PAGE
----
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One of the first reworked songs by Japan Columbia and Victor was “Sing Me a Song of Araby” written and arranged by Fred Fisher. It did not get much attention in the United States, though its sheet music was exported to Australia for cinemas and orchestras. A copy of the arrangement also reached Japan in 1928 as ordered by Horiuchi Keizô, a music journalist and radio station collaborator who studied in Boston. Horiuchi rewrote the song with Japanese lyrics and gave it the title “Arabia no Uta” or “Song of Arabia” which was recorded in both music studios. Foreign styles in the sound and lyrics of the song were preserved or revised for the Japanese version. The melody following a Tin Pan Alley form was retained along with the orchestral accompaniment despite being different from the Japanese tunes that people were accustomed to. The lyrics, however, were reworded in its Japanese translation to better fit the melody.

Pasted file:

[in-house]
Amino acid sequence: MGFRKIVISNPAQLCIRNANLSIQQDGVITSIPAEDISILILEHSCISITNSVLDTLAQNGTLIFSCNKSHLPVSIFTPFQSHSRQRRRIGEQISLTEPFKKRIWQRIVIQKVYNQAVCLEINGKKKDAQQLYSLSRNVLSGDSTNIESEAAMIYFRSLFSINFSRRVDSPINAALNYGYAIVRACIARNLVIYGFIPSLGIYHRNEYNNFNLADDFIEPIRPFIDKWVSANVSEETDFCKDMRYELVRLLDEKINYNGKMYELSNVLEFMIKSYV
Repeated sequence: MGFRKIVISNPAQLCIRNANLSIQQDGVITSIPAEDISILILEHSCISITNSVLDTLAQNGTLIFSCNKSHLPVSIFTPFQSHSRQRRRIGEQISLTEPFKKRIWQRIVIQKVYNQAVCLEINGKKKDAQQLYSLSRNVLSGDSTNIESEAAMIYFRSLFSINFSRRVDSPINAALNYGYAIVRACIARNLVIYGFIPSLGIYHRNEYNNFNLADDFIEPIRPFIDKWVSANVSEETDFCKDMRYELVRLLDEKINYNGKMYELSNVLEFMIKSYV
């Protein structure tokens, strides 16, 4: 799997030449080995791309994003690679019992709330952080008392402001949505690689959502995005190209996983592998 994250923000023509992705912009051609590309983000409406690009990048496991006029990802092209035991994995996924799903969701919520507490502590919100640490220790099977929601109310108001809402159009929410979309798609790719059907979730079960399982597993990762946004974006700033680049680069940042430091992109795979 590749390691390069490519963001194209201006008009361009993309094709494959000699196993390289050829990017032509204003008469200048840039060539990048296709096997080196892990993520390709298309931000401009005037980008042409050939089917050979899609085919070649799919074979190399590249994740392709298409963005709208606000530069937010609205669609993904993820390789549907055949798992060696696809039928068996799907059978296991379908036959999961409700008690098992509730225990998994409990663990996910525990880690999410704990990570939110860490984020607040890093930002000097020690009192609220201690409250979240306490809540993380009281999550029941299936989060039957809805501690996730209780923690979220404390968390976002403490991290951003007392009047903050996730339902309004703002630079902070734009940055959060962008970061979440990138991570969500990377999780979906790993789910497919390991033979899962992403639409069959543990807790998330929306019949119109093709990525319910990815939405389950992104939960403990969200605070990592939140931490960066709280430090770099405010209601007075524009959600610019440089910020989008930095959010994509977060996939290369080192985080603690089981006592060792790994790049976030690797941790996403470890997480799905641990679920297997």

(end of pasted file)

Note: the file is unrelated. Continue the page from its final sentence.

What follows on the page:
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​​Horiuchi also worked on another hit called “My Blue Heaven” which was originally co-written by George Whiting and Walter Donaldson. The words of the song on the sweetness of home were successfully translated into a colloquial Japanese context. The topic of home was not usually a part of song subjects in Japan, thus, Horiuchi’s version did a modern take about a salaryman’s new house situated in the suburbs after the earthquake. Both songs among others became more accessible and popular as they were played in commercial spaces and sold by music companies.

Vibing with Japanese Marches

Jazz Vinyl Albums in Tokyo
Image Credit: The Vinyl Factory